Mehmet Aydin, who created the fraudulent game Farm Bank, has been extradited to Turkey after a few years of hiding abroad. He is now facing up to 75,000 years in prison for swindling money from thousands of people.

Farm Bank

Aydin turned himself in to the authorities in Brazil over the weekend. According to Bloomberg, he has been hiding in Sao Paulo and has been afraid for his life.

The infamous 29-year-old entrepreneur was extradited to Turkey, with prosecutors asking for 75,000 years in prison on fraud charges, according to Associated Press. The list of charges includes fraud, money laundering, as well as creating and running an illegal organization.

Mehmet Aydin created Farm Bank (Çiftlik Bank in Turkish) in 2017. Prior to that, he used to rap under the nickname Egoman and also tried to sell glasses which he claimed showed people naked.

One of Aydin’s music videos

Farm Bank is a FarmVille-style game where players own virtual crops and animals. The problem was that people had to invest real money, so Aydin could build the biggest dairy farm in Europe for $185 million. He promised his “investors” profits but failed to keep his words.

The real farm has never been built and most people haven’t seen their money back. Turkish players have spent over $300 million in Farm Bank, with the difference between what they invested and what has been repaid was $130 million. Aydin eventually took all this money, leaving over 130,000 people with nothing.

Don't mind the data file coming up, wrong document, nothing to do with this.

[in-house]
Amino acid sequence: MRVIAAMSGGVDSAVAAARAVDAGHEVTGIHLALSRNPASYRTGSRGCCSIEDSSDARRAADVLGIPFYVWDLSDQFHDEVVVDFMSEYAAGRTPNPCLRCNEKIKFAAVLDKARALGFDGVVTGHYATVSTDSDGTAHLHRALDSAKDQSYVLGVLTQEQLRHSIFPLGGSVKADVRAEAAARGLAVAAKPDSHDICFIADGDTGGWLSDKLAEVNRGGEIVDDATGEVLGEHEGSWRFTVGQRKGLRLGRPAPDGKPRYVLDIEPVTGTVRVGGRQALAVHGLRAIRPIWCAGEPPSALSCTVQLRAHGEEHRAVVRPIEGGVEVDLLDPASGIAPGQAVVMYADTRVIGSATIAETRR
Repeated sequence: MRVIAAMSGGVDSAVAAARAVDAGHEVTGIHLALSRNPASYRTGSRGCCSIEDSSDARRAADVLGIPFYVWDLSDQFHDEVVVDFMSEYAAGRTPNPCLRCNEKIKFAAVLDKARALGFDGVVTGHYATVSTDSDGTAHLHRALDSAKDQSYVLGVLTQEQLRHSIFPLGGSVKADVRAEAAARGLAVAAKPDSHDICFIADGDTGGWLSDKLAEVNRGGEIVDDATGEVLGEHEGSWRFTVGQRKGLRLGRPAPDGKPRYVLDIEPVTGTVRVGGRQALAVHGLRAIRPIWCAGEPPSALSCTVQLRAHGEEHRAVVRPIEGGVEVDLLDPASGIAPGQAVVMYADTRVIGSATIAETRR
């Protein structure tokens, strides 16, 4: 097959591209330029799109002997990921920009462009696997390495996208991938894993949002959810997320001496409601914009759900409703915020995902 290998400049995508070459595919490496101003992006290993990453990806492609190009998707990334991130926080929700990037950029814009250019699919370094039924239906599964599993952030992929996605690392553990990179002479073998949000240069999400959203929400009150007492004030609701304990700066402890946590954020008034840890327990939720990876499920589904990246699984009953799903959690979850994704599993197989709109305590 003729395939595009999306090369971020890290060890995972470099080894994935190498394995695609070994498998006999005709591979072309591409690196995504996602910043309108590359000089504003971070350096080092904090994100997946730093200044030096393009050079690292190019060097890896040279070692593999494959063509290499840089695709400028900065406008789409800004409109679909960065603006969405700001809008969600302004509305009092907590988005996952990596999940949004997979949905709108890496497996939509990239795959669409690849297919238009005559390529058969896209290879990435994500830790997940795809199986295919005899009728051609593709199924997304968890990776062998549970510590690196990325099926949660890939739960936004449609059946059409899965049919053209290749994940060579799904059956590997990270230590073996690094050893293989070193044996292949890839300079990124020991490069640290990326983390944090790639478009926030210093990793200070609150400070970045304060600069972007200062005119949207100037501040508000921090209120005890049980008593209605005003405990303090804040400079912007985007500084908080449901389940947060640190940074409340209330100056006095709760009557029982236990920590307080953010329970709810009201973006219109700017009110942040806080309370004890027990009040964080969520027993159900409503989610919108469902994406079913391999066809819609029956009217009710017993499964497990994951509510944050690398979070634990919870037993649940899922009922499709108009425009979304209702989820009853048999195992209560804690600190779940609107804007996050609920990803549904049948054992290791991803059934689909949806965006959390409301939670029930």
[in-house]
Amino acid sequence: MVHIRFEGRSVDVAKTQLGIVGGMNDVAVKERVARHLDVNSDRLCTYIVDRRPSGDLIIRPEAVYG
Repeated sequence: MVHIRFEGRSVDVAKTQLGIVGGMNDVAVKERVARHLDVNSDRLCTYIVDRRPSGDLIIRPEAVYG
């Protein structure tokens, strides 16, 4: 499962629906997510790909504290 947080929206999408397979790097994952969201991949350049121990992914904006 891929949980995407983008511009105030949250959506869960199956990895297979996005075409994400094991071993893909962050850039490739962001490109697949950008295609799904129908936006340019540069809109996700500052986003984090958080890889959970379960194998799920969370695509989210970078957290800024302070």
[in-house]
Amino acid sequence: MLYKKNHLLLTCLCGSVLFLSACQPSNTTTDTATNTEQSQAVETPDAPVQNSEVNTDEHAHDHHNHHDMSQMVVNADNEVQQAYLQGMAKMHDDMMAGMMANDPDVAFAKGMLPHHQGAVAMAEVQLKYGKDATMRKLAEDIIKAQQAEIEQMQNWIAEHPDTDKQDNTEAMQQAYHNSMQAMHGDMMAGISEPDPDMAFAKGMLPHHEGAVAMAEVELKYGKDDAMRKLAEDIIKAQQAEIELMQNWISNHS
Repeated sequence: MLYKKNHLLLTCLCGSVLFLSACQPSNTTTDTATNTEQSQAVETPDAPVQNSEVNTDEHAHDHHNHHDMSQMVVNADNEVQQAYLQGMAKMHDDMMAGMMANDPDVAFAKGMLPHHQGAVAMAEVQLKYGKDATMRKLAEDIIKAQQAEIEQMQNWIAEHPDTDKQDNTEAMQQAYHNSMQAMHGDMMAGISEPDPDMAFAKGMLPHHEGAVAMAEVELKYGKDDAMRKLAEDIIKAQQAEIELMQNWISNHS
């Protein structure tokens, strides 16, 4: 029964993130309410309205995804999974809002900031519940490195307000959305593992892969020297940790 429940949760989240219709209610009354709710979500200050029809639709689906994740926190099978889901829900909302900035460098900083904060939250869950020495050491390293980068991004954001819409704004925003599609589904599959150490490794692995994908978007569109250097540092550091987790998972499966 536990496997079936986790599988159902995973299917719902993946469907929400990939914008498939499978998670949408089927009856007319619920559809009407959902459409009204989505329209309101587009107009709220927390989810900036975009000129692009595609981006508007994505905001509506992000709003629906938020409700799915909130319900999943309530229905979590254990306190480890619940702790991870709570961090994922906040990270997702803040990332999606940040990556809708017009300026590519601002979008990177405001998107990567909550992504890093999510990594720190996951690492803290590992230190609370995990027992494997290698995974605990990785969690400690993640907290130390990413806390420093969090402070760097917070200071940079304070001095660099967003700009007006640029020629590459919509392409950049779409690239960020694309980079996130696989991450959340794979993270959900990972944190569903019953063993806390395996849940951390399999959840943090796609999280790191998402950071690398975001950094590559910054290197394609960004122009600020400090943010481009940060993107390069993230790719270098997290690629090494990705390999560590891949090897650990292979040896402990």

By the end of 2017, Turkish authorities received complaints from the Farm Bank investors who accused Aydin of broken promises. Later on, he fled from the country, getting a red notice from Interpol.

The police detained a few executives of the company and Aydin’s wife. The entrepreneur himself has been hiding in Uruguay before eventually moving to Brazil. Before turning himself in, he recorded a video, promising to prove his innocence. According to Aydin’s attorney, he had no intention of turning Farm Bank into a Ponzi scheme.

The court date is yet to be set. There are 48 suspects in Aydin’s case, with 3,672 people being plaintiffs.

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